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I try to understand the Löb-Wainer-hierarchy and one definition just doesn't open. I hope someone could clarify this to me.

A fundamental sequence to limit ordinal $\alpha$ is $\omega$-sequence $\{\alpha_i\}_{i\in\mathbb{N}}$ of ordinals such that for each $i\in\mathbb{N}$ we have $\alpha_i<\alpha_{i+1}<\alpha$ and $\lim_{i\in\mathbb{N}}\alpha_i=\alpha$.

For each countable limit ordinal $\beta$, let $\{\beta\}(i)$,$i\in\mathbb{N}$ denote a arbitrarily chosen fixed fundamental sequence to $\beta$. Define now $F_\alpha^n$ such that

  1. $F_0^n(x)=(n+1)(x+1)$
  2. $F_{\alpha+1}^0(x)=F_{\alpha}^x(x)$
  3. $F_\beta^0(x)=F^0_{\{\beta\}(x)}(\varrho_\beta(x))$ where $\beta$ is a limit ordinal
  4. $F_\gamma^{n+1}(x)=F_\gamma^0(F_\gamma^n(x)),\gamma\neq 0.$

Here for limit ordinal $\beta$ we have:

  • $\varrho_\beta(0)=0$,
  • $\varrho_\beta(m+1)=\mu_z(z>\varrho_\beta(m)\ \&\ (i)_{\leq m}(F_{\{\beta\}(m+1)}^0(z)>F_{\{\beta\}(i)}(z)))$.

I don't understand the definition of $F_\beta^0(x)$. It seems a sort of diagonalisation process (does it?) but the notation with a weak understanding of ordinal numbers (I'm working on the latter at the very moment) are giving me hard time. I guess $\mu_z$ refers to smallest $z$ such this-and-that, but I don't quite understand the overall construction.

What the definition says?

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Where did you find this definitions? – Asaf Karagila Sep 6 '11 at 15:02
I cannot find the paper (not even behind a paywall), however the definition of $\varrho$ is very blurred to me. By $\&$ do you mean $\land$? What do you mean by $(i)_{\le m+1}$? Etc. etc. Could you please turn that into a list as well, may ease the readability. – Asaf Karagila Sep 6 '11 at 15:16
The definition of $\varrho$ is corrected in the second link. I have edited that into your post. – Asaf Karagila Sep 6 '11 at 16:29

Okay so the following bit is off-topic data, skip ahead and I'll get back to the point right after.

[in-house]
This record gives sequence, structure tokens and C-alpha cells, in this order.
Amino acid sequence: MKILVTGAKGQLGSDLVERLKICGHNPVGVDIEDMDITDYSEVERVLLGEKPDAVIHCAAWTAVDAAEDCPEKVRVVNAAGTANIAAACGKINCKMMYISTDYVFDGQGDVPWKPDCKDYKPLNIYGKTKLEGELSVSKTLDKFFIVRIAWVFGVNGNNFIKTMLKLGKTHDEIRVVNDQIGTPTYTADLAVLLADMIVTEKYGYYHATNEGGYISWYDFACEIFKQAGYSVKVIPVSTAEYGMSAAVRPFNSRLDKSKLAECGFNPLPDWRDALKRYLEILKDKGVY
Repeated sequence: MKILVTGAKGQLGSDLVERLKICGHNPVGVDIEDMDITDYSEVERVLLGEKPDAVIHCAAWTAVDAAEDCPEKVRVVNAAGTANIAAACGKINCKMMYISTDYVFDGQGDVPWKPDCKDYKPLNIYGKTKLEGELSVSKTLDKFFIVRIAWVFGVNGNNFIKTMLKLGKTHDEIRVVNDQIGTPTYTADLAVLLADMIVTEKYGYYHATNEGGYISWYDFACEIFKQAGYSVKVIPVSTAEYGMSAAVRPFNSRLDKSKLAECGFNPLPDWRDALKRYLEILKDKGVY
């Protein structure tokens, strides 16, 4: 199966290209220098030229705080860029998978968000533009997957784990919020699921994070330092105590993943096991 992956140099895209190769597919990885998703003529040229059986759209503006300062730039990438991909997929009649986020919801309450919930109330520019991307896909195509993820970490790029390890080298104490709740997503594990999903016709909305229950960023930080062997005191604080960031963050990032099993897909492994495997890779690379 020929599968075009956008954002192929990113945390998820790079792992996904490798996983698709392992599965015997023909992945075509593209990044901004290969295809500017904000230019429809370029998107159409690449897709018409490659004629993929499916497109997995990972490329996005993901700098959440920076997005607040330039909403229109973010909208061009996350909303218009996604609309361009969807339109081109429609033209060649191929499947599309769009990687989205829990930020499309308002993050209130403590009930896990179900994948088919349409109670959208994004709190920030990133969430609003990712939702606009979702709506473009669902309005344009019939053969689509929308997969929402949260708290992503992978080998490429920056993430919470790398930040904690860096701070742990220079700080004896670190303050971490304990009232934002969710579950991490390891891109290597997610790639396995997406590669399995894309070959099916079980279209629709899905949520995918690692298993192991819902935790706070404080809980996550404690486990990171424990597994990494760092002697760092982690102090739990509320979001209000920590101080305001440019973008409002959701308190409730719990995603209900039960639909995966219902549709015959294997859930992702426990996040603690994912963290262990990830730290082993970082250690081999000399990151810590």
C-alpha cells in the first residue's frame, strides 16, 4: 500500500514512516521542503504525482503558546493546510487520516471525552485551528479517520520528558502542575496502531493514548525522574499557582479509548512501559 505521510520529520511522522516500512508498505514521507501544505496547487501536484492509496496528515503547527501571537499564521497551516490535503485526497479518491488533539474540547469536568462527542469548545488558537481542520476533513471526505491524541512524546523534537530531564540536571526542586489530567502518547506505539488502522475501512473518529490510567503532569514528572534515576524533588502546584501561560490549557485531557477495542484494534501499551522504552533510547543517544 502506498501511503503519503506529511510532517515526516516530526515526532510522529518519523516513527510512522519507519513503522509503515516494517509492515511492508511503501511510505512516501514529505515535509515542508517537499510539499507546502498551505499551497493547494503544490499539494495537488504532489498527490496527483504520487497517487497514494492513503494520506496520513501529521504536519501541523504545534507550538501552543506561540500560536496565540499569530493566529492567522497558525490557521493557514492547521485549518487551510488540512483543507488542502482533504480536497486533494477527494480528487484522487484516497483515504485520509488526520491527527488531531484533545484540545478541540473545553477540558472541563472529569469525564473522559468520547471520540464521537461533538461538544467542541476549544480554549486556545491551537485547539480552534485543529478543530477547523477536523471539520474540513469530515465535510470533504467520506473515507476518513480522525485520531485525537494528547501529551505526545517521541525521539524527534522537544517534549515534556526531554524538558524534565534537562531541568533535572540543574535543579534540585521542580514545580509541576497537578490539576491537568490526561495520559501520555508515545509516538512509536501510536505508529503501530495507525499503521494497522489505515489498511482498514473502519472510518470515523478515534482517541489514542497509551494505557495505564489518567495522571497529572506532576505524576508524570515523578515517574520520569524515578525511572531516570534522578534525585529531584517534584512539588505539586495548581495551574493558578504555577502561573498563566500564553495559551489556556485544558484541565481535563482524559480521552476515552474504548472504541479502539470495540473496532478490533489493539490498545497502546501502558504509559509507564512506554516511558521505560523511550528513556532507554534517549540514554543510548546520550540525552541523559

Look again. It appears on the second paper as a correction. – Asaf Karagila Sep 6 '11 at 16:53
@Asaf: Since ‘$(x)$’ is another notation for ‘$\forall x$’, I suspect that ‘$(i)_{\le m+1}$’ is ‘$\forall i \le {m+1}$’; it makes sense in this context. – Brian M. Scott Sep 6 '11 at 22:03
up vote 2 down vote accepted

In the second page is says that $\mu_z(\ldots)$ is the least $z$ such that $\ldots$ (i.e. the "least ..." operator)

As remarked by Brian M. Scott and Andres Caicedo $(i)_{\le m}$ it the set $\{0,\ldots,m\}$.

The definition is pretty much straightforward in the non-limit cases, so we only need to take care of the $\beta$ limit case.

Indeed as noted in the paper, and in your question, this is a form of diagonalization.

$\varrho_\beta$ is defined to return some "quickly" increasing sequence, so we could ensure some uniform behaviour with respect to the fundamental sequence that we've chosen in advance.

We want $\varrho_\beta(m+1)$ (assuming $x\neq 0$) to be a number $z$ such that:

  • $z>\varrho_\beta(m)$;
  • For all $i<m$ we have that $F^0_{\{\beta\}(m+1)}(z)>F^0_{\{\beta\}(i)}(z)$, which by previous definition means $F^z_{\{\beta\}(m)}(z)>F^z_{\{\beta\}(i-1)}(z)$, of course for $i>0$.

Taking the least $z$ with these properties is only a simple way of defining a choice function. It might be the case that the least-ness of $z$ is used later on, though.

Now, from this we can define $F^0_\beta(x)$. It is $F^0_{\{\beta\}(x)}(x)$. This ensures that $F^0_\beta$ is in a sense some sort of limit of the $F^0_{\{\beta\}(i)}$, which is what is usually wanted from transfinite sequences.

If you have further questions, I'd be glad to try and answer them.

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Asaf: $(i)_{\le m}$ means $\forall i\le m$. It used to be standard (but ugly) notation in some places. – Andrés E. Caicedo Sep 7 '11 at 4:38
@Andres: Thanks, Brian M. Scott remarked that on the main question already. :-) – Asaf Karagila Sep 7 '11 at 5:52

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